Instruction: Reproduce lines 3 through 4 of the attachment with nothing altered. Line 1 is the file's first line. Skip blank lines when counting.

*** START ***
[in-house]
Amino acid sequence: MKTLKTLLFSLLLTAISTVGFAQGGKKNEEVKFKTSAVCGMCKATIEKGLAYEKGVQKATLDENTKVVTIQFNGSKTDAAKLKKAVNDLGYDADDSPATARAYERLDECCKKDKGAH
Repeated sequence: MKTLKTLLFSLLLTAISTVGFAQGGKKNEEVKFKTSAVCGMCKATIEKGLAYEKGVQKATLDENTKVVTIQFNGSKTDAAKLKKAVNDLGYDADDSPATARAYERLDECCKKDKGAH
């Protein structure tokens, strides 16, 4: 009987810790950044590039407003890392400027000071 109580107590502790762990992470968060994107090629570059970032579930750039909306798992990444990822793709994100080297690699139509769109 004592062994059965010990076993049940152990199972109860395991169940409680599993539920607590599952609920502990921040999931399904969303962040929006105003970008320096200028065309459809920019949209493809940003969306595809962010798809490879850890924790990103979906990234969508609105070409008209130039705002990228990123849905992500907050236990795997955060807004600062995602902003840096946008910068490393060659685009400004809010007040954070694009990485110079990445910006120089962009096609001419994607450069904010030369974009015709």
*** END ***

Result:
Repeated sequence: MKTLKTLLFSLLLTAISTVGFAQGGKKNEEVKFKTSAVCGMCKATIEKGLAYEKGVQKATLDENTKVVTIQFNGSKTDAAKLKKAVNDLGYDADDSPATARAYERLDECCKKDKGAH
């Protein structure tokens, strides 16, 4: 009987810790950044590039407003890392400027000071 109580107590502790762990992470968060994107090629570059970032579930750039909306798992990444990822793709994100080297690699139509769109 004592062994059965010990076993049940152990199972109860395991169940409680599993539920607590599952609920502990921040999931399904969303962040929006105003970008320096200028065309459809920019949209493809940003969306595809962010798809490879850890924790990103979906990234969508609105070409008209130039705002990228990123849905992500907050236990795997955060807004600062995602902003840096946008910068490393060659685009400004809010007040954070694009990485110079990445910006120089962009096609001419994607450069904010030369974009015709």